I was talking to Emmanuel Faber, the chair of the ISSB on Monday and he said the largest firms that have been experimenting over the last few years with voluntary TCFD standards, upon which the ISSB standards themselves are based, have become quite good at working with their suppliers to get away from roughly-modelled data to ensure real emissions are recorded for many of their suppliers. And I think it may well be the case that you might ask firms to focus on producing their Scope One and Scope Two emissions (which they should be able to calculate) for a year or so. And then you actually create real hard data, which other companies can draw upon to calculate their own Scope Three emissions much more accurately. So, I can see that some countries might adopt a phased implementation. We have done some work looking at whether AI can help small and medium enterprises produce their emissions data. And the answer is it's advancing quite fast but it's not there yet. Hopefully it will get better with all the data providers improving their databases to accommodate the new demand.
R: What do you think about transition plans? Are they a necessary step for transition? And what do you see as their limitations?
W: A huge amount of work has been done. I was talking to counterparts at the Network for Greening the Financial System earlier in the week who were saying they can be very helpful. After all, we can’t all sit here twiddling our thumbs until 2049 and then say we need to implement net zero next year. There’s got to be a pathway towards net zero. We need a good quality pathway, and I think well-handled transition plans can be a helpful tool for people to determine their firm's profitable and growth led pathway towards net zero.
Conversely, I think you could get to a situation where some regulators set out an intellectually demanding set of standards around transition plans, which actually incentivises firms not to do the transition investments, but to disinvest. This is especially the case in financial services, where the wrong sort of transition plan regulation could inhibit the financing of the green transitional investments, which are so necessary for our transition to net zero.
And I think we need to be very careful that transition plans don't actually stop people investing in Africa, for example. I was talking to the manager of an impeccably green globally motivated investment fund recently, one with a very strong Christian ethos in terms of how they go about their business. She was saying that if her transition plan was set too tightly, she couldn't invest in any emerging market countries. So transition plans have got to be done very sensibly and very sensitively but they have got to be real in terms of driving the right sorts of environmentally positive investment.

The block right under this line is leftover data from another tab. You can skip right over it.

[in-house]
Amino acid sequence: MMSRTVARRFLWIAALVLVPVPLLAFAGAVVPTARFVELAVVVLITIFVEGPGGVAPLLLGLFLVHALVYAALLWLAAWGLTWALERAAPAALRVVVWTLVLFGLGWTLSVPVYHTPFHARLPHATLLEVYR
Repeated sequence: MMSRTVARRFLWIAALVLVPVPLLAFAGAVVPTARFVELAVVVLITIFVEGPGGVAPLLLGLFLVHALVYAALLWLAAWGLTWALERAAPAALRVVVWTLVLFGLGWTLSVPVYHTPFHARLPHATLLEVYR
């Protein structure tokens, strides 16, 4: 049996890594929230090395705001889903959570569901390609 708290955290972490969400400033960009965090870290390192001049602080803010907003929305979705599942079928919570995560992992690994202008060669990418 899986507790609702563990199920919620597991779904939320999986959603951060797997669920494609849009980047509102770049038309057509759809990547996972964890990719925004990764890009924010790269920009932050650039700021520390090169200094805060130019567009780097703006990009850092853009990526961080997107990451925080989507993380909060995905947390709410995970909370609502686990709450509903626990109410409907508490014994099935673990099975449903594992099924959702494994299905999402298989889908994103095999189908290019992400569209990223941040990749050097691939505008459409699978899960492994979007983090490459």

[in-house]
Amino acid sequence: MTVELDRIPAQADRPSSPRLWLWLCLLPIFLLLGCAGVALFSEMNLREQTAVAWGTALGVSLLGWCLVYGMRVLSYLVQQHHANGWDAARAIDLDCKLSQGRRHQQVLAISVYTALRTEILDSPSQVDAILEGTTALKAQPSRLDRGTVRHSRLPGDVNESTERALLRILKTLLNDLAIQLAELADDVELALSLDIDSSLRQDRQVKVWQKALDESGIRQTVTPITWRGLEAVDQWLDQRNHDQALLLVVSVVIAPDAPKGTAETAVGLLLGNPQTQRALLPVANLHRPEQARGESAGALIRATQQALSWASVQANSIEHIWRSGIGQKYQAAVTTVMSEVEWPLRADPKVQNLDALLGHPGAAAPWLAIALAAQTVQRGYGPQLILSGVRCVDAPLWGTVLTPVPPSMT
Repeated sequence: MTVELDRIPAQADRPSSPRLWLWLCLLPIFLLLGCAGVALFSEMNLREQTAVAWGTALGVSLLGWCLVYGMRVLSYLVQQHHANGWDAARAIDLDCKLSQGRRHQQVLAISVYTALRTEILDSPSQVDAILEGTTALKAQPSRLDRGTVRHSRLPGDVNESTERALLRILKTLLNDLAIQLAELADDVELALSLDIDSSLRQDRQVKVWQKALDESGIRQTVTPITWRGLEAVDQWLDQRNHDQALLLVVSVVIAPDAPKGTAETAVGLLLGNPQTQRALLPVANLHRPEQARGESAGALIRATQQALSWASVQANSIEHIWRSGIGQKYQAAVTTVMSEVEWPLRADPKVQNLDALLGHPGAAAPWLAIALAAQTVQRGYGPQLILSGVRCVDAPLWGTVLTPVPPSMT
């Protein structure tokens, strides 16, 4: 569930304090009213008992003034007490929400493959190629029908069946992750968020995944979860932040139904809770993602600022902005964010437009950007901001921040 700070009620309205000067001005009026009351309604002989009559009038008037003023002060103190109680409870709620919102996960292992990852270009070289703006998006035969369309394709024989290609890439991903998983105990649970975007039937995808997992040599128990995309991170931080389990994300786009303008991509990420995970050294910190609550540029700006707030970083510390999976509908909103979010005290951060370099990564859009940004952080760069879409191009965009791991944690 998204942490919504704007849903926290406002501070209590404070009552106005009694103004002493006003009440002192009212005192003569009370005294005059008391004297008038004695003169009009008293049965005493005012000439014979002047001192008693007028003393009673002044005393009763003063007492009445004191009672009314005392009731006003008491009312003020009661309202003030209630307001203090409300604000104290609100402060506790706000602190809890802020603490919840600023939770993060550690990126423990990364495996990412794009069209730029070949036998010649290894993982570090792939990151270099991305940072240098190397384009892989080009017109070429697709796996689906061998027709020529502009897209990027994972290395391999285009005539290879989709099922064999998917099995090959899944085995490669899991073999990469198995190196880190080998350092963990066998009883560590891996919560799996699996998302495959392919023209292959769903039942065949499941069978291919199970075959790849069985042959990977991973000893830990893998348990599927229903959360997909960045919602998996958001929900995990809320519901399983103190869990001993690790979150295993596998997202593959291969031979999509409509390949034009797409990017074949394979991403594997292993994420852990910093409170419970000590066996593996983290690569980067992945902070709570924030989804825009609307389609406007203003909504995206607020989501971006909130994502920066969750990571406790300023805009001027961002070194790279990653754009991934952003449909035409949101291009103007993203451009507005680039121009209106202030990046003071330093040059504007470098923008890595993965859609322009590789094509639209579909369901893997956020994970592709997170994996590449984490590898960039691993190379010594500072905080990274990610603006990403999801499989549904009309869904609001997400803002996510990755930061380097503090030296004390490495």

A final point: We have both seen the slogans around COP urging us to become “actionists” this week. I think of net zero as being like a really difficult mountain peak – K2 for example. The “actionists” are fit people who will put on crampons and ropes and then try to climb up the most difficult face of the mountain. You need people like them, but most people won’t get up the mountain that way. As technocrats, I see our task, as being to build a smooth, well-engineered road up that mountain, so that the rest of humanity can drive up it in EV or hydrogen cars, around hairpin bends and through some tunnels, to safely get to the summit without great discomfort. If we forget about the need to do that, as we have seen in some European election results in the last 18 months, they simply won’t come with us on the climb.
Rosie is a writer, broadcaster and editor with more than 20 years' industry experience. She is currently the Communications Director at Guernsey Finance. Her background is primarily in print journalism, writing and editing for newspapers and magazines, specialising in business, politics and technology. She won Woman of the Year for Government, Regulatory and Not-for-profit Organisations at the 2023 Citywealth Powerwomen Awards.
William Mason has been the Director General of the Guernsey Financial Services Commission since 2013. He is also a member of the Executive Committee of the International Association of Insurance Supervisors where he has previously chaired both the Audit and Risk Committee and the Standards Assessment Working Group. He has a strong interest in Supervisory Technology and Green Finance. Under his leadership the Guernsey Financial Services Commission has developed: The Guernsey Green Fund – possibly the world’s first regulated green fund structure; brought into force environmentally sensitive green capital rules for life insurance individuals – possibly another world first in insurance regulation; and made moves, including planting 53,000 trees this year in an ecologically advantageous fashion, towards becoming a net zero regulator. Prior to becoming a financial regulator, William worked at the UK Cabinet Office where he helped write “Regulation - Less is More, a report to the Prime Minister.” His other publications include: “Freedom for Public Services; The Costs of Regulation and PRISM Explained – Implementing Risk Based Supervision.” Earlier in his career William gained private sector experience working for an international energy firm on three continents and a US strategy house, Monitor Group.